Electrolytes are crucial for our well-being and we wouldn’t survive without them. When dissolved in water, they produce an electrically conducting solution. Calcium, sodium, magnesium, potassium, bicarbonate, chloride and hydrogen phosphate are the most important electrolytes in our organism.

Calcium – aids muscle contractions, nerve signaling, blood clotting and formation, cell division, and keeps your teeth and bones strong;

Sodium – maintains the fluid balance in the body, aids nerve signaling and helps muscles contract;

Chloride – responsible for keeping the balance of fluids;

Potassium – regulates blood pressure, heart contractions and muscle contractions;

Magnesium – aids muscle contractions, heart rhythm, bone strength, nerve function, reduces anxiety, improves digestion and keeps a balances protein.

Electrolytes are present in our bodily fluids such as sweat, blood and urine. When dissolved in water, they separate positive and negative ions, and nerves signal other nerves in the body through a series of chemical reactions dependent on the oppositely charged ions.

Electrolyte imbalance is caused by:

  • Chemotherapy;
  • Endocrine disorders;
  • Hormonal imbalance;
  • Antibiotics (over-the-counter drugs, diuretics, corticosteroid hormones);
  • Some medications (cancer, heart disease and hormonal drugs);
  • Kidney damage or disease;
  • Malabsorption caused by digestive or intestinal problems;
  • Unhealthy diet;
  • Being sick.

The main symptoms of this condition are nausea, insomnia, restlessness, headaches, irregular blood pressure and heartbeat, cramps, fatigue, etc. If you experience any of these symptoms, you need to visit the doctor immediately and take tests which will measure your electrolyte levels. Sometimes, blood and urine tests are required to find the root of the problem. Severe electrolyte deficiencies can be determined by ultrasound and X-rays – the deficiency is diagnosed when the readings are lower or higher than the following values:

Calcium: 5-5.5 mEq/L

Chloride: 97-107 mEq/L

Potassium: 5-5.3 mEq/L

Magnesium: 1.5-2.5 mEq/L

Sodium: 136-145 mEq/L

Treatment of electrolyte imbalance

Drink more water

Your electrolyte balance varies due to the amount of water in your body, so drink the recommended amount of 6-8 glasses every day to keep their levels stable.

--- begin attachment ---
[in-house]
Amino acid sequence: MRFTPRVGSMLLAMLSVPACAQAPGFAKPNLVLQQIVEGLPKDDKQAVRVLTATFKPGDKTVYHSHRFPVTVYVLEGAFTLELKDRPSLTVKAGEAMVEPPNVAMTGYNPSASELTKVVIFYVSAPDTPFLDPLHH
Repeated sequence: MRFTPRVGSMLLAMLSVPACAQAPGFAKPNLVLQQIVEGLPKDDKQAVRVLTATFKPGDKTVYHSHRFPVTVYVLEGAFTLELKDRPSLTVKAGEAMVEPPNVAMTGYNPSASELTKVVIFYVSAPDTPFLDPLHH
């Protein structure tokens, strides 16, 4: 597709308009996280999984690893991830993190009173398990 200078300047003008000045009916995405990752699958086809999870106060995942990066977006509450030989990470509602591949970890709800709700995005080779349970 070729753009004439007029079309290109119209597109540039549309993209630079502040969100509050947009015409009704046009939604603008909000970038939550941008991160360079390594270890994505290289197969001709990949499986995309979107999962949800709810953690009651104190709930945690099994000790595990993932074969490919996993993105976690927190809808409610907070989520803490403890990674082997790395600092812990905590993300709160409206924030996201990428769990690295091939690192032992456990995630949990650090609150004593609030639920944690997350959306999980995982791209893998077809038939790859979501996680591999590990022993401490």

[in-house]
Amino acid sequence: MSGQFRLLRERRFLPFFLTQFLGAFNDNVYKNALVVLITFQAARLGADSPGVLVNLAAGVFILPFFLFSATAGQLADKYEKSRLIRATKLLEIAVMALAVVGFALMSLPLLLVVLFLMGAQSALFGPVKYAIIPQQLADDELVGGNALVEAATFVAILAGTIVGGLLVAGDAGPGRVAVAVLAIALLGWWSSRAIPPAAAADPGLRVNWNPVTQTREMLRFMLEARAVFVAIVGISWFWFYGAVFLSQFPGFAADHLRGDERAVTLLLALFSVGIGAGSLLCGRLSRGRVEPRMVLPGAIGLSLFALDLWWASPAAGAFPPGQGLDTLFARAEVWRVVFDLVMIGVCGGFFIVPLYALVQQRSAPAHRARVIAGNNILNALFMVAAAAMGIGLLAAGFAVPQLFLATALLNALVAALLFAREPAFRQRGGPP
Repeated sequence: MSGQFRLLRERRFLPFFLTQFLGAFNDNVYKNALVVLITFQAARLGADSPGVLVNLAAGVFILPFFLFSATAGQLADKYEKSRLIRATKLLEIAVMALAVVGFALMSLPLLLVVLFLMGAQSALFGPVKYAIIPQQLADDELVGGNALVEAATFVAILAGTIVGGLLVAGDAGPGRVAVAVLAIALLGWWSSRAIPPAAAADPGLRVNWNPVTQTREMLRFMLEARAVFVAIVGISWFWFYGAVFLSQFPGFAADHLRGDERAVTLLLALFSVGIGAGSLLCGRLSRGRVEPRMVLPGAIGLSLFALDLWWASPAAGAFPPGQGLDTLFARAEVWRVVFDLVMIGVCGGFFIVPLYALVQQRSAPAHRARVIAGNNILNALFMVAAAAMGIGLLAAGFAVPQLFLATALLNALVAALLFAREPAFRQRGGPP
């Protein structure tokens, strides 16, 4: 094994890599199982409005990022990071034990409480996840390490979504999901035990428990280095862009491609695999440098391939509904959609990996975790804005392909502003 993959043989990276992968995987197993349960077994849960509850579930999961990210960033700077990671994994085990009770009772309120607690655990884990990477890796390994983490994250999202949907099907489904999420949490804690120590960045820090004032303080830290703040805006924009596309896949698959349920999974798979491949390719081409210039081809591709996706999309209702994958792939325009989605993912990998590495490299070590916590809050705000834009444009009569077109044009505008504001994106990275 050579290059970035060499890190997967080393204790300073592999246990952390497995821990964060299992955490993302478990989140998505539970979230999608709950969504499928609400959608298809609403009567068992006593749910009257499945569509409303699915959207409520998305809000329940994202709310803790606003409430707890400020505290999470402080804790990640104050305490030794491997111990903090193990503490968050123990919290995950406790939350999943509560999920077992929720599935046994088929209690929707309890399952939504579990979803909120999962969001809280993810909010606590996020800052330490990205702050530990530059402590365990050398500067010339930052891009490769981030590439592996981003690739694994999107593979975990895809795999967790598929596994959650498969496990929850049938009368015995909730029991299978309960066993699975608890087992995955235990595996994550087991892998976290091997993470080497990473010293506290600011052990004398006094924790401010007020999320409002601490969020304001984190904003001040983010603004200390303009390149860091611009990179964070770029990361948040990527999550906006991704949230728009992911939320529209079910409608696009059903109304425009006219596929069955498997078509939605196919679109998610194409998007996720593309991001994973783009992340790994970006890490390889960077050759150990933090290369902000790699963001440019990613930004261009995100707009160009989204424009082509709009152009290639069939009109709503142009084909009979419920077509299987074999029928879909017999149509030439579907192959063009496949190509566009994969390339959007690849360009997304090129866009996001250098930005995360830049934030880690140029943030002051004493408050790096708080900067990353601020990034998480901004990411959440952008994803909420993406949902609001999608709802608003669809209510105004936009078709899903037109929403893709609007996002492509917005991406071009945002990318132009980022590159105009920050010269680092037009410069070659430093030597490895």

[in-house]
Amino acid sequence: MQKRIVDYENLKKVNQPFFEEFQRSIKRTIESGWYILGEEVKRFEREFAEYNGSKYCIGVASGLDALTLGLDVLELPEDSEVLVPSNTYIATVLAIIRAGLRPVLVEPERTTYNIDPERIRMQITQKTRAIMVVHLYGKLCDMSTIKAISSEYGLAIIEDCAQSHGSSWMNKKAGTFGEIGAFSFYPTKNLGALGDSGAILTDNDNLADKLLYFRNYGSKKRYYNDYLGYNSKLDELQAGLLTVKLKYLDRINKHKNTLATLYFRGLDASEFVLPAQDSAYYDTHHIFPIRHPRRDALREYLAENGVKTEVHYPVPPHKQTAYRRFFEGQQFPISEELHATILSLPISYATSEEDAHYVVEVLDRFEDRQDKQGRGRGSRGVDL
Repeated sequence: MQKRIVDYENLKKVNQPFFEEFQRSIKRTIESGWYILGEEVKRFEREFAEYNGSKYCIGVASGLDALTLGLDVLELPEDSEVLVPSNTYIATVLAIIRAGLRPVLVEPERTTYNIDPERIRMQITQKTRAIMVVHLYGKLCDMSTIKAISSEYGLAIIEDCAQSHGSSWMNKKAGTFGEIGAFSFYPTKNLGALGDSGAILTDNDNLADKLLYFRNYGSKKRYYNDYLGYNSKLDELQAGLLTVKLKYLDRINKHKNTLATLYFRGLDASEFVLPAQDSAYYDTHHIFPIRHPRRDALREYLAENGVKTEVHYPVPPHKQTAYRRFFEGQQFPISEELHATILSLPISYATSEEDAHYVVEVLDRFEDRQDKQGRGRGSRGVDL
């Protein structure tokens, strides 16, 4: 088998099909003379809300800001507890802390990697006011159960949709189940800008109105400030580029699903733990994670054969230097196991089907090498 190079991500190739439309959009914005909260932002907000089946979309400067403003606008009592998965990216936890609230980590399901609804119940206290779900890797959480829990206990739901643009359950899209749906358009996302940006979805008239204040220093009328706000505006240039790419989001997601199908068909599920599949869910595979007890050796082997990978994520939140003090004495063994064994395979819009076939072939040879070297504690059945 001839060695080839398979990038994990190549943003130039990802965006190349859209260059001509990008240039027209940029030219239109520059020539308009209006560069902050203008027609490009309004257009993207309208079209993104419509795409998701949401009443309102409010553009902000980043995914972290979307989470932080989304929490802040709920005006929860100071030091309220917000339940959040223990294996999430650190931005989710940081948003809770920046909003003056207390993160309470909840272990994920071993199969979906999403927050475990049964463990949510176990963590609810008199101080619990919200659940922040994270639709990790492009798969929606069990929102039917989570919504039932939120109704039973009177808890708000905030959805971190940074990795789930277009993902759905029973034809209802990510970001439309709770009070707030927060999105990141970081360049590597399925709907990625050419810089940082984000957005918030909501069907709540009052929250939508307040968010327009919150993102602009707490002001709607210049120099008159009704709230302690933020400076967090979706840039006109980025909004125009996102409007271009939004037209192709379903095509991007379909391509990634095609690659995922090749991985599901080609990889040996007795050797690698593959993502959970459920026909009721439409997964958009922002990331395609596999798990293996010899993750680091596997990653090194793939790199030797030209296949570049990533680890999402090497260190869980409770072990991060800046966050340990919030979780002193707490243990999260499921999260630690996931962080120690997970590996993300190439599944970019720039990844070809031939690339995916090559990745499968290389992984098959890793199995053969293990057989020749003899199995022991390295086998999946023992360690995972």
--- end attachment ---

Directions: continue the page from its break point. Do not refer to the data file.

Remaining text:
Adjust your diet

In order to resolve the imbalance, you should avoid processed and fried food and focus on home-cooked meals. Include more leafy green and cruciferous vegetables in your diet, as well as raw fruit, coconut water, celery, cucumber, pineapple, watermelon, citrus fruits and carrots.

Check your meds

The electrolyte balance in the body can be affected by certain medications (diuretics, antibiotics, cancer drugs, hormone pills). Some diuretics can keep the potassium levels in your body high, while others lower them, resulting in problems such as anxiety and irregular heartbeat. Chemotherapy has the biggest impact on electrolyte levels, while diuretics and laxatives alter the levels of sodium and potassium in your body.

Monitor your sodium intake

Always check the labels of processed and prepackaged foods for added sodium as they are known to be rich in it. Sodium controls the water release and retention from your body, which is why it high amounts can result in kidney damage and disease. Maintaining stable sodium levels will prevent muscle twitches and cramps as well as dehydration and bloating.

Hydrate yourself after exercise

Hydrate your body before, during and after working out to keep your electrolyte levels stable.

Consider taking supplements

If you can’t regulate your electrolyte levels with the previous treatments, consider taking some mineral supplements.